Kellogg is set to focus its energies on boosting the profile of its namesake “master brand” in a bid to regain market share.
Following a 1.7% drop in fourth-quarter sales to US$3.5bn, 0.5% worse than Wall Street analysts were expecting, the company said it would look to improve its relevance and build audience affiliation to the Kellogg’s “master brand” and its associated products.
CEO John Bryant suggested that the group would be able to leverage the strength of the Kellogg’s brand to drive sales growth across its portfolio. “We’ve not plugged it yet. It is a strong brand. We think it will work,” he insisted.
As Kellogg looks to get the top line moving, North America will be the firm’s primary target. Internal sales in this region fell by 2.8% during the fourth quarter and 0.9% for the full year, Kellogg said. In North America, Kellogg was hit by downward pressure on sales in both the snack and cereal aisles.
The company has now turned its attention to reviving breakfast as an “occasion” and placing cereal at the forefront of consumers minds, Bryant said during a conference call with analysts.
At present, the cereal sector is losing consumers to alternative breakfast options, including eggs or toast, Bryant revealed. “We need to move to focus on explaining the benefits of cereal to consumers. The challenge however is [for us] to own the outcome, own the growth in that category. And we think we can do that by activating the strongest brand we have, which is the Kellogg brand,” he said.
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The investment needed to strengthen Kellogg’s master brand will be generated by the Project K programme, CFO Ron Dissinger suggested. “We expect that brand-building will increase faster than sales growth, including the reinvestment of savings from Project K.”
Project K, a four year efficiency and effectiveness initiative, resulted in $208m in costs during fiscal 2013. The company expects to spend as much as $1.4bn by the end of 2017 to bolster production lines and integrate global internal business services. Project K has also included the closure of a number of facilities: the firm axed a snack plant in Charlotte this week and is set to divest of a further two production lines at its snacks plant in Cincinatti by the end of the year. At the end of last year it announced closures of the Ontario plant and Charmhaven in Australia.
Bryant has been quick to insist that the high initial costs associated with Project K will pay off in the longer term. “Our expectations are that, over time, Project K will begin to provide us the fuel we need to drive growth in our categories, and across our businesses, in the years to come,” he insisted.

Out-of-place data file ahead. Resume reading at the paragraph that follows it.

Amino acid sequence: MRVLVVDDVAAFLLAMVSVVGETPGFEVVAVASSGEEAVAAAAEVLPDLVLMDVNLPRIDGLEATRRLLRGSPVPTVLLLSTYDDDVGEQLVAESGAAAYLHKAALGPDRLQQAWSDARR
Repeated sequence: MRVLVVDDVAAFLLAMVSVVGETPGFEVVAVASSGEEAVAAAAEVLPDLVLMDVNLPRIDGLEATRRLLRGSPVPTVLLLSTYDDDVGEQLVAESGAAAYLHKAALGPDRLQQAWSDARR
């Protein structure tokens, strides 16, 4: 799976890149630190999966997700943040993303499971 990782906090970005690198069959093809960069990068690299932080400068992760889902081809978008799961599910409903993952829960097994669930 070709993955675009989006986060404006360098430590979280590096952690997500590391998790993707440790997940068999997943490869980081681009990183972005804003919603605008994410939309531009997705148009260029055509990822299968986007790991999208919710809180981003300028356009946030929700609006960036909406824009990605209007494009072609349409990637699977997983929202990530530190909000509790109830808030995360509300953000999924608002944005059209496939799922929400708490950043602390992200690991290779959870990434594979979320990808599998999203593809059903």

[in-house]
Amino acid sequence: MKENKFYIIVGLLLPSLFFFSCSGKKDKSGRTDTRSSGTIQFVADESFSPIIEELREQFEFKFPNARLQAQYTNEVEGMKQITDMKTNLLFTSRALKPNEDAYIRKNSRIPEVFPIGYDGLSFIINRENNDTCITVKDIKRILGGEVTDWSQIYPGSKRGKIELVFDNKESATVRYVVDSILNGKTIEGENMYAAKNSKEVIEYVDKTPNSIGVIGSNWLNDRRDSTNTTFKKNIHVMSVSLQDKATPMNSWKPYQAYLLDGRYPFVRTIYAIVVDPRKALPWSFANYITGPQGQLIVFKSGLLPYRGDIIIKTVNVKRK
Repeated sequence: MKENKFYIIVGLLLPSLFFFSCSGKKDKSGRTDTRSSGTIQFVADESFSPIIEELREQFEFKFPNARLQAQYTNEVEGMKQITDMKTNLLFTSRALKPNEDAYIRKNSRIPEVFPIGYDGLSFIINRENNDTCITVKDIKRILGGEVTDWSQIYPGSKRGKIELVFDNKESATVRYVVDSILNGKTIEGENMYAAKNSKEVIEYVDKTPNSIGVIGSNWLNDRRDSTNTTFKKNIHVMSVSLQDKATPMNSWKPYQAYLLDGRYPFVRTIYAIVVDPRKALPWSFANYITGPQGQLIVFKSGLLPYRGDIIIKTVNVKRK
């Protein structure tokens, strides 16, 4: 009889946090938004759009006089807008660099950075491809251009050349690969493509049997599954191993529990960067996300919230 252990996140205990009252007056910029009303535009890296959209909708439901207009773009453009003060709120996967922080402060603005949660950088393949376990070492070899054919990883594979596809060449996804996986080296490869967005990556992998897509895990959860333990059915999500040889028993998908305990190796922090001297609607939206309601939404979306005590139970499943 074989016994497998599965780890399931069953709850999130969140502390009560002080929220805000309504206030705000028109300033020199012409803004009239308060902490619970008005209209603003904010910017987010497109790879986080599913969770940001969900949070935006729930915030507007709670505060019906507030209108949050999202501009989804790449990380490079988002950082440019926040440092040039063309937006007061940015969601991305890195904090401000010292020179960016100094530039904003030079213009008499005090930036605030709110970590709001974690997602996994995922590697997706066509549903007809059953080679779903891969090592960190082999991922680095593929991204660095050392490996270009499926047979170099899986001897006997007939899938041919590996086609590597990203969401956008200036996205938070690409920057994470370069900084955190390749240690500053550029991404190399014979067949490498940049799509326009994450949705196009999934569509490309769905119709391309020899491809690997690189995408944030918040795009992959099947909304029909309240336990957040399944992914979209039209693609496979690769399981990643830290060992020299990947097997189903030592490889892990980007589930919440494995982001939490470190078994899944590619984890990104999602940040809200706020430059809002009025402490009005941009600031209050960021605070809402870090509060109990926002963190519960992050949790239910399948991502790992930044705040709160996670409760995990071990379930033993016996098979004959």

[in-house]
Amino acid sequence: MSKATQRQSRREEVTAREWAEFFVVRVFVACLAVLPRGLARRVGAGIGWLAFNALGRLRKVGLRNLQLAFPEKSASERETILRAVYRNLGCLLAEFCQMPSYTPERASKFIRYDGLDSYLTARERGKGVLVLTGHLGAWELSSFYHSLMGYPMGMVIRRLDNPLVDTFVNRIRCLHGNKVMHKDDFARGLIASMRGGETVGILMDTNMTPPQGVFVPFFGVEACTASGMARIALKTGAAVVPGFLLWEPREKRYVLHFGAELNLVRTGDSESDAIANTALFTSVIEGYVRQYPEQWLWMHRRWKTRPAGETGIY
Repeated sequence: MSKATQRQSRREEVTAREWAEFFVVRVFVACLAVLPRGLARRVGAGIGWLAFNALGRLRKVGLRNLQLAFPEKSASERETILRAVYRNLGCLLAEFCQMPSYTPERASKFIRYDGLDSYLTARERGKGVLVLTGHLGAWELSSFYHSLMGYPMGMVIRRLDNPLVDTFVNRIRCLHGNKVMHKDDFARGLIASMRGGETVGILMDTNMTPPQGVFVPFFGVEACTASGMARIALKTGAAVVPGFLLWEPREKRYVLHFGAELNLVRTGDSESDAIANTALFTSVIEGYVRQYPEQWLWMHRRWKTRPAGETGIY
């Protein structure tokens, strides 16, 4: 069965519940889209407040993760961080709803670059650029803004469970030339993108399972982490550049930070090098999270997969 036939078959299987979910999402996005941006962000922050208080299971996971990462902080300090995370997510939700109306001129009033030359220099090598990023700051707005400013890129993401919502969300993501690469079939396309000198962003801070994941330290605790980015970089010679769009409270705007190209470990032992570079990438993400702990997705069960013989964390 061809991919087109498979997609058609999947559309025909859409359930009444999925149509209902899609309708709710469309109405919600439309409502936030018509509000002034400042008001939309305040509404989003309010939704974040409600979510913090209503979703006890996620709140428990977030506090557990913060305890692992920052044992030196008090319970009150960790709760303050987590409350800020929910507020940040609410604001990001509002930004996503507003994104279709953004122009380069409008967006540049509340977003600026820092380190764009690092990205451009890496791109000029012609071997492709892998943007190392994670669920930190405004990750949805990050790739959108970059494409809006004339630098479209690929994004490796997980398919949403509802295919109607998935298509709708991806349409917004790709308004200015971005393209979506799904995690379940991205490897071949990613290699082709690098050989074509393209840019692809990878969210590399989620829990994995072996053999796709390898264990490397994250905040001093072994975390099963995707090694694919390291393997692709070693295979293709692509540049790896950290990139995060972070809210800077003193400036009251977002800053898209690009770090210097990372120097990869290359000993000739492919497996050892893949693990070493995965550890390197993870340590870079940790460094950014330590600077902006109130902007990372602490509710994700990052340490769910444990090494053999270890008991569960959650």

An analyst pointed out that Kellogg’s weaknesses were in some of the key franchises, in particular Special K and Mini-Wheats.
Bryant admitted there had been “some softness” in the company’s promotional approaches for Special K. He added that it had some key sell points as a weight management proposition. “We need to re-amp that”, he said.
This attempt is in line with the firm’s objective to push healthier and more nutritious products during 2014, including Raisin Bran with Omega 3 and Special K Nourish with quinoa. Bryant said Raisin Bran “grew strongly” during the last year thanks to a marketing campaign highlighting its benefits.
“If you look at brands like Raisin Bran, you’re actually seeing good growth when we get behind a healthy dividends-type messaging. So when we have clear insights, good messaging, we can absolutely drive these businesses.”
He added more activity like this was needed for this category, especially pushing its line of GMO-free cereals.
Innovation in wholesome snacks, part of the overall snacks business, had paid off to a certain extent, Bryant said. However, the firm was disappointed with the overall performance of the sector. Bryant added Nutri-Grain and Rice Krispies Treats were still doing “reasonably well” but there were “some weaknesses specifically around Special K and FiberPlus.”
“As we look at 2014, we expect this business to continue to be a challenge,” he said. “We have a good core business. We probably had some innovation in that business that hasn’t stuck in the marketplace. It’s a bit of a drag on us, and we need to focus back on the core, improve some of the core food and improve the in-store execution as well.”
Targeting those with time-constraints, Bryant said “this category [wholesome snacks] can grow if positioned as a portable breakfast solution.”
One significant plus for the company was Pringles. Acquired in early 2012, the snack product experienced global double-digit growth.
“Pringles had a very strong year in 2013 despite some difficult comparisons, and we remain optimistic given the early results from the launch of new products and a strong commercial calendar. While we don’t expect continued double-digit growth, we are excited by the potential growth of this great business.”
Bryant added capacity had been constrained since the acquisition but was being addressed in Europe, Asia and China.
Kellogg’s expect 2014 growth of +1-3% underlying EPS growth and organic EBIT of +0-2%.
Barclays Andrew Lazar commented: “The very modest EPS growth forecast should provide Kellogg with some flexibility to spend behind the weak points of cereal and snacks, not to mention set a more reasonable EPS base.”
Bryant said: “It was a difficult environment in 2013 in the developing regions. We expect this to continue over 2014. We’ve got plans in place to resolve this.
“We recognise the challenges that we have, and we’re taking meaningful actions that will begin to address them. This will be a journey and will require a lot of work, so I’m sure that we’re making the right decisions now to drive growth in the future.”